Finally, it requires candidates for President and Vice President to make their tax filings public.  This is nothing more than a cheap shot at Trump … period.  Federal candidates are required to complete extensive financial disclosure reports.  It has long been held that a citizen’s tax returns are among the most privacy secured document – and that applies to the President and Vice President.

The hypocrisy of this provision is apparent in that the requirement is not extended to members of Congress.  If there is any good reason to require candidates for President and Vice President to make their returns public for several past years – and there is not – there is no reason to exempt Senators and Representatives.  And what about nominees to the Supreme Court – or the lower federal courts?  What about members of the Cabinet – or any federal official who requires Senate confirmation?  And what next?  A lifetime of medical records?

H.B. 1 will serve its purpose.  It will create fodder for the cable news folks.  It will create contention among the public.  But what won’t happen is that it would become law – and that is a VERY good thing.  And God forbid that the radical left would actually gain enough power to enact such legislation.

So, there ‘tis.

About The Author

Larry Horist

So,there‘tis… The opinions, perspectives and analyses of Larry Horist Larry Horist is a businessman, conservative writer and political strategist with an extensive background in economics and public policy. Clients of his consulting firm have included such conservative icons as Steve Forbes and Milton Friedman. He has served as a consultant to the Nixon White House and travelled the country as a spokesman for President Reagan’s economic reforms. He has testified as an expert witness before numerous legislative bodies, including the U. S. Congress. Horist has lectured and taught courses at numerous colleges and universities, including Harvard, Northwestern, DePaul universities, Hope College and his alma mater, Knox College. He has been a guest on hundreds of public affairs talk shows, and hosted his own program, “Chicago In Sight,” on WIND radio. Horist was a one-time candidate for mayor of Chicago and served as Executive Director of the City Club of Chicago, where he led a successful two-year campaign to save the historic Chicago Theatre from the wrecking ball. An award-winning debater, his insightful and sometimes controversial commentaries appear frequently on the editorial pages of newspapers across the nation. He is praised by readers for his style, substance and sense of humor. According to one reader, Horist is the “new Charles Krauthammer.” He is actively semi-retired in Boca Raton, Florida where he devotes his time to writing. So, there ‘tis is Horist’s signature sign off.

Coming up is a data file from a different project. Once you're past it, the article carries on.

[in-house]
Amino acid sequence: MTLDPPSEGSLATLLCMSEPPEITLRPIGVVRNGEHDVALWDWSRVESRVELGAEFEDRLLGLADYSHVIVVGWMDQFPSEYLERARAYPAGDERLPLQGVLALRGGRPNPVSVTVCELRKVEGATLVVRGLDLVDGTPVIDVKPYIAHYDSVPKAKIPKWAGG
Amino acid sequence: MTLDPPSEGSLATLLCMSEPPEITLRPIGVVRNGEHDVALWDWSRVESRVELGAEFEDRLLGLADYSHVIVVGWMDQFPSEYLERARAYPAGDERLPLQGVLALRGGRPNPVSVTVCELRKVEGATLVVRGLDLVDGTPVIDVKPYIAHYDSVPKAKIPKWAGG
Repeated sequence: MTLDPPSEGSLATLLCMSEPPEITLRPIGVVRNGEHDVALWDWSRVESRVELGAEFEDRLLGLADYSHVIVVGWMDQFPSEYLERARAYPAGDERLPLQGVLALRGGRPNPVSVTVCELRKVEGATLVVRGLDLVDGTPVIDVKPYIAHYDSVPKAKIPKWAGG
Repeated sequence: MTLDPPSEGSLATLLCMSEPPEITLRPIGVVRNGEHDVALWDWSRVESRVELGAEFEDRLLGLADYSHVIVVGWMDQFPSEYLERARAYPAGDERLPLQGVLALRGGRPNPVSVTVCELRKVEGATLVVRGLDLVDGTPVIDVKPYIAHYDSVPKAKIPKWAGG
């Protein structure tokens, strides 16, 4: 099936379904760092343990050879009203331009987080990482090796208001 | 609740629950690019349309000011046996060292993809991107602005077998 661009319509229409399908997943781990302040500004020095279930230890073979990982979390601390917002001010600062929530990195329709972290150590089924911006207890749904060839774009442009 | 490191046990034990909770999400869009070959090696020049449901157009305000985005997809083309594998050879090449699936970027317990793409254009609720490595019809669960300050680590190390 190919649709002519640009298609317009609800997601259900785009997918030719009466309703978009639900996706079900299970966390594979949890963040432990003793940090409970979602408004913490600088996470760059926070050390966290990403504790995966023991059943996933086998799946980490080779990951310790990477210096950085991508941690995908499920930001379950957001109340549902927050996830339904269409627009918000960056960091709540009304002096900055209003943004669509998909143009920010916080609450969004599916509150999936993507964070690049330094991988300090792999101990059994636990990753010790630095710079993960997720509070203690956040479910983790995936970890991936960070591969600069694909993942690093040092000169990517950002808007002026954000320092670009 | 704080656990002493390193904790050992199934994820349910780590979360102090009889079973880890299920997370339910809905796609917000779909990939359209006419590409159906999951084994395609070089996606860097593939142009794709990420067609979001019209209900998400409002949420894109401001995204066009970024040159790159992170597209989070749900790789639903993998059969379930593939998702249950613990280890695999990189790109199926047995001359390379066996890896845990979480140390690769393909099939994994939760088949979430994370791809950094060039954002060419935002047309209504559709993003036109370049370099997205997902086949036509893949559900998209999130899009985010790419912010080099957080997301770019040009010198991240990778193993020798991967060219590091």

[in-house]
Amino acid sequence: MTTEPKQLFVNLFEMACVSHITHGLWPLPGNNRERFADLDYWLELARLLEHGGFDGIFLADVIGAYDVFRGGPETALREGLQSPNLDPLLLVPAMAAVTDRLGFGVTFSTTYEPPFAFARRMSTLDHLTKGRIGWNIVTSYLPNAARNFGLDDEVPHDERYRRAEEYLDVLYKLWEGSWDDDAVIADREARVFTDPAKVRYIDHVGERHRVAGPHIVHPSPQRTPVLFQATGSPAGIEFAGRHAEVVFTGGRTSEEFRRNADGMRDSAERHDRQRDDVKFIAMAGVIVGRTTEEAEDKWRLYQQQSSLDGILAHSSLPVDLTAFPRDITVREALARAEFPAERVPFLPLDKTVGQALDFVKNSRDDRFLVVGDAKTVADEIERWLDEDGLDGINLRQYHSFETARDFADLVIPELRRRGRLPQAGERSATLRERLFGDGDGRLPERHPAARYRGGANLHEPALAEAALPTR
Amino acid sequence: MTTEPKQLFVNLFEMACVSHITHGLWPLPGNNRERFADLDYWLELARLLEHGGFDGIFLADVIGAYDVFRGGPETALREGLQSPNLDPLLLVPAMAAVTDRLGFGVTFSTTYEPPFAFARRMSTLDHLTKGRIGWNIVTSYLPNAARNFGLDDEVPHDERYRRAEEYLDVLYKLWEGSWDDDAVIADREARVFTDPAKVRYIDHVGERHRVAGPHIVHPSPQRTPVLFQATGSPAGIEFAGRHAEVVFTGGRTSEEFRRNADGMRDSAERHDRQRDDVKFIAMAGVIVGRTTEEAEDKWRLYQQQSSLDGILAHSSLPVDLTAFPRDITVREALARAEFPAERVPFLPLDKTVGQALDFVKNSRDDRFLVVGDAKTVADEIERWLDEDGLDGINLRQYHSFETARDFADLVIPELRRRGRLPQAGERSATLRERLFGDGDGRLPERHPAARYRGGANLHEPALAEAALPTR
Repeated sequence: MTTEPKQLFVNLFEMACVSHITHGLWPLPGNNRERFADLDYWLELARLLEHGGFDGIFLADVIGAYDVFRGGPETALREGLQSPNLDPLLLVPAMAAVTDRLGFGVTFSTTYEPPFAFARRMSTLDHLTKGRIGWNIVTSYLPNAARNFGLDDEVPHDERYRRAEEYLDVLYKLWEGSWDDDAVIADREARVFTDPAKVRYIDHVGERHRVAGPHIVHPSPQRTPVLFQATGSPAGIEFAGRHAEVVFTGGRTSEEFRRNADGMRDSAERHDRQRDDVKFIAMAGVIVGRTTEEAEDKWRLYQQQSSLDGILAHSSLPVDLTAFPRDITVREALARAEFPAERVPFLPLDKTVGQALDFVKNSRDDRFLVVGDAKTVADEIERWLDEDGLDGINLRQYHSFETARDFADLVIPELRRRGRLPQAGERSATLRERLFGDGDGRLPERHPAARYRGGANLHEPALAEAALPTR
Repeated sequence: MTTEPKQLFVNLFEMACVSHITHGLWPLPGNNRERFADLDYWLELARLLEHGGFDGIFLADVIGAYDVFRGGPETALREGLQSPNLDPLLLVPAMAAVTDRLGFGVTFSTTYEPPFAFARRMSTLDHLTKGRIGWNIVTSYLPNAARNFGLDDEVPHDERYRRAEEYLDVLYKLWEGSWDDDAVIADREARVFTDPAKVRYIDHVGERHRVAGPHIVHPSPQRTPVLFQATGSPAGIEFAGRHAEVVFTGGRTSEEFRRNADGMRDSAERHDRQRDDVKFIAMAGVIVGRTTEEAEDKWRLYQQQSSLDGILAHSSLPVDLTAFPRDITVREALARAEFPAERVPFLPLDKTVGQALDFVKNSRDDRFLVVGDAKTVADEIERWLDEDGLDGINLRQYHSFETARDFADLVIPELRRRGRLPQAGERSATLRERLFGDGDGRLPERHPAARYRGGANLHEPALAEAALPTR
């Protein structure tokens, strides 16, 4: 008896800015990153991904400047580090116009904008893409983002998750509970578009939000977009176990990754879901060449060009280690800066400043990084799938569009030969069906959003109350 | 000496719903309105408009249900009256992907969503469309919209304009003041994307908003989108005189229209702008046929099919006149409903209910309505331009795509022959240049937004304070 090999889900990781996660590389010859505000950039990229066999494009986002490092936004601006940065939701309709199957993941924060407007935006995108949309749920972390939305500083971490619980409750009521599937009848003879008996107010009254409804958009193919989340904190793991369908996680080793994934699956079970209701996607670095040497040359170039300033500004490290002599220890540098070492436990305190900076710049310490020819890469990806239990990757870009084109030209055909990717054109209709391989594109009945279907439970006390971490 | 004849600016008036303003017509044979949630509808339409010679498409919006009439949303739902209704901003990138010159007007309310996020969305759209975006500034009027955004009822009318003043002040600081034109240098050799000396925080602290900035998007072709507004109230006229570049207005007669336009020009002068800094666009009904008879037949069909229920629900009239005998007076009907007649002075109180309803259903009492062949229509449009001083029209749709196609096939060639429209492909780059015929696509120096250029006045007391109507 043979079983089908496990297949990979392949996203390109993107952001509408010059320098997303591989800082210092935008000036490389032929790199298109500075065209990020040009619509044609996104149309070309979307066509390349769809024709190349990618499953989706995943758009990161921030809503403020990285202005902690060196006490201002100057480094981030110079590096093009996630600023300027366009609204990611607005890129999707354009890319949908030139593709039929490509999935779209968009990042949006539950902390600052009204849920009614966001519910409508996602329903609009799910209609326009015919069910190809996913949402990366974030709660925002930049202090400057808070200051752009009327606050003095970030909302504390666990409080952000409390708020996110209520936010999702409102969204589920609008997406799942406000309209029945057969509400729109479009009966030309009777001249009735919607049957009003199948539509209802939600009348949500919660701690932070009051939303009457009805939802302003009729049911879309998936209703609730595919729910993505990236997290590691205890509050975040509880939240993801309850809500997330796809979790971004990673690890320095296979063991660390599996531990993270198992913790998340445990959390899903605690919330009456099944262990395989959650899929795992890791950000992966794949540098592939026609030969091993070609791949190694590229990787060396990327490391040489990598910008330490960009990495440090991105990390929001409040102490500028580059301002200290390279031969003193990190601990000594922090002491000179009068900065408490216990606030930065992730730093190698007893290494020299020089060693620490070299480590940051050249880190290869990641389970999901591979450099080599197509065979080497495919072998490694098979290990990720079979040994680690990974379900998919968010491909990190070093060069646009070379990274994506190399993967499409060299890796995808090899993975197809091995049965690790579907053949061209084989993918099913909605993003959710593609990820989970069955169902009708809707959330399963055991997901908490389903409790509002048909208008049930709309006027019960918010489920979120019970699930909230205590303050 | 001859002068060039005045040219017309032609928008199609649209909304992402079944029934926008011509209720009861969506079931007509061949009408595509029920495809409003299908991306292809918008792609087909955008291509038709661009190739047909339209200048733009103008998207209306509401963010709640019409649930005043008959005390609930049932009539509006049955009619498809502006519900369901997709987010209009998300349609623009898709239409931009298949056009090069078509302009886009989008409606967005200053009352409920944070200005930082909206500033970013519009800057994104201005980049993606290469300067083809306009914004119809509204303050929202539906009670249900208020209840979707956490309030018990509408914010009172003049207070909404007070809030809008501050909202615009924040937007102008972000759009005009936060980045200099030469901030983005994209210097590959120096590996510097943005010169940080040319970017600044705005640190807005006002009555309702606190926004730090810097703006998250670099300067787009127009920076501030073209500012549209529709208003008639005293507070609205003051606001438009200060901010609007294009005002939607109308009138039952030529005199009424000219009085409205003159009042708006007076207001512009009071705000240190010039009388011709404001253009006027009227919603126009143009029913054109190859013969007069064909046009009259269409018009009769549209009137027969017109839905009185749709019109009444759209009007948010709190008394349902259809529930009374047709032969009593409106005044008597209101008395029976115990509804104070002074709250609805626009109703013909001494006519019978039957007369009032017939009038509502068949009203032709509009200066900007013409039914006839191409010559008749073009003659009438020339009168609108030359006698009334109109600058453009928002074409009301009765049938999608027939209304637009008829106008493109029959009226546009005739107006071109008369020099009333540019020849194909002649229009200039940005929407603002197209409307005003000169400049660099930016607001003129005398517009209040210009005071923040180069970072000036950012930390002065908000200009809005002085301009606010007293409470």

1. Bill Powers

    It seems to me that a computer program could be written to determine voting districts. The information provided to the program would mention only the registered address and that they are qualified voters. One could restrict it to registered voters. Along with this would include other relevant geographical features, like mountains and the like. There is likely not a unique solution to this problem, but with other criteria it might be narrowed to a few possibilities, one of which might include the current districting. The main point is to exclude party affiliation.

  2. John Wood

    The States should be in control of their elections not the Feds who could screw a “soup sandwich”.

  3. Walter Prindle

    Part of the original genius of the union, and the only way the union could have been formed in the first place, was that the central government should have relatively little control over the states other than what the states recognized was vital or advantageous to all to have as a united effort. But, generally, the federal government, or New York for example, should not tell Virginia what to do about issues in Virginia. If Virginia sees gerrymandering in Virginia as a problem, they have the freedom to deal with it themselves. If they don’t see it as a problem, then, everybody else, keep your hands off!